It is not our responsibility alone to prioritise regaining this momentum, but it is our responsibility. With the start of the second term of President Obama's Administration, we have a chance to try to restore American focus on this issue, too.
What needs to be done? I think the challenges lie in four different areas, and I ask for the Minister's view on the Government's plans in each. First, we need to restore energy to building the architecture of treaties and regimes that breed confidence, and that attempt to bring as many states as possible into the net of international legal obligations around nuclear weapons, nuclear material and nuclear security.
Specifically, we have slightly less than two years to show concrete progress on the range of commitments under the NPT Treaty before the 2014 PrepCom meeting. What are the UK's priorities? The Comprehensive Nuclear Test-Ban Treaty still awaits the signatories of eight countries that hold nuclear technology. Key to this is the United States. President Obama has said that he will pursue ratification with the Senate. Can the Minister reassure us that we are using our relationship with the White House and State Department to ensure that he lives up to this commitment?
I also ask the Minister for her assessment of the prospects of two other initiatives. As the noble Lord, Lord Hannay, mentioned, the postponement of the Helsinki conference for a Middle East zone free of nuclear weapons suggests bleak prospects, but I hope that she can provide some silver lining. What are the prospects for the elusive fissile material cut-off treaty? They should have improved since President Obama reversed the Americans' long-standing problem with verification methods. As the noble Baroness, Lady Williams, pointed out, Pakistan is a stumbling block here. Will the Minister say what pressure is being brought to bear on the Pakistani Government?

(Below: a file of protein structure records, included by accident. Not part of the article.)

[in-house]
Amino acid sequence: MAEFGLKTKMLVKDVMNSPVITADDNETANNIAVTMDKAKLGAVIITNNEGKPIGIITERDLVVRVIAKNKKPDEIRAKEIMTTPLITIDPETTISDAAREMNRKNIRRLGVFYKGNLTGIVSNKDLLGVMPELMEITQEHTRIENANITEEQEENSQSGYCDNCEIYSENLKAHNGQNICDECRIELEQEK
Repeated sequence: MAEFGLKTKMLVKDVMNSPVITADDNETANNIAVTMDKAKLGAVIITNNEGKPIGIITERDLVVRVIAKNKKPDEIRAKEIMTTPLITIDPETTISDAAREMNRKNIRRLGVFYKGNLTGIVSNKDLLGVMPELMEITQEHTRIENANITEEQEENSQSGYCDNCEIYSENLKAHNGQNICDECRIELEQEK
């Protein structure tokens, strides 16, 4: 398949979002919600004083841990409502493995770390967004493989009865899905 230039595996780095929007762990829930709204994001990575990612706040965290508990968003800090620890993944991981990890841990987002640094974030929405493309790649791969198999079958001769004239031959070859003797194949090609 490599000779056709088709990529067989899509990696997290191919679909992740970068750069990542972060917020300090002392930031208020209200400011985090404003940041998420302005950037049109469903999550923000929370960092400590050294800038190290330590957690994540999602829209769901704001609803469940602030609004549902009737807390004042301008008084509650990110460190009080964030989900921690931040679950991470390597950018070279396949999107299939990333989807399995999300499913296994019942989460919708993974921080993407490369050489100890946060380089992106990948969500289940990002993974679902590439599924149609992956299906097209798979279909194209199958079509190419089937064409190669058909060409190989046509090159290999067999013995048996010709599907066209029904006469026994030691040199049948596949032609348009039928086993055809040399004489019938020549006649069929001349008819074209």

Secondly, we need to continue momentum in measures to increase nuclear security. This is crucial to confidence-building, perhaps more than anything else, and is key to unlocking progress on both the non-proliferation and the disarmament fronts. The nuclear security summits cycle has been one of the best developments in recent years. The summits have led to important first steps in areas such as safe disposal of highly enriched uranium. Britain has led the way in this area-in research work, in international assistance to other states, and in transparency by opening up to review missions from the IAEA. Will the Minister confirm that the UK is on course to meet its commitments for the next nuclear security summit in Holland and outline its agenda for that summit?
Thirdly, we need to build on the real achievements of the START treaty signed in 2010 by Russia and the USA in significantly reducing the numbers of deployed strategic warheads and missile launchers, and in achieving some progress on monitoring and inspections. That treaty looked for a while as though it would be the prelude to further milestones on US-Russia co-operation on disarmament. As many speakers have said, sadly, that has not materialised. What does the Minister think is a realistic ambition for phase 2 of the START process? How can the UK play a supporting role in helping to bring that about?
There is one area in particular where I believe there exists widespread support for a major breakthrough; namely, the goal of NATO and Russia removing all tactical nuclear weapons from combat bases on the European continent. Attachments to legacies of the Cold War with little or no credible deterrence capability drains valuable resources from an alliance facing up to new kinds of threats, such as those potentially in north Africa. The Global Zero Commission, which the noble Lord, Lord Ramsbotham, along with Malcolm Rifkind, David Miliband and others, has supported so vigorously, has called for the withdrawal of tactical nuclear weapons from Europe to be the next disarmament priority. Do the Government share that view?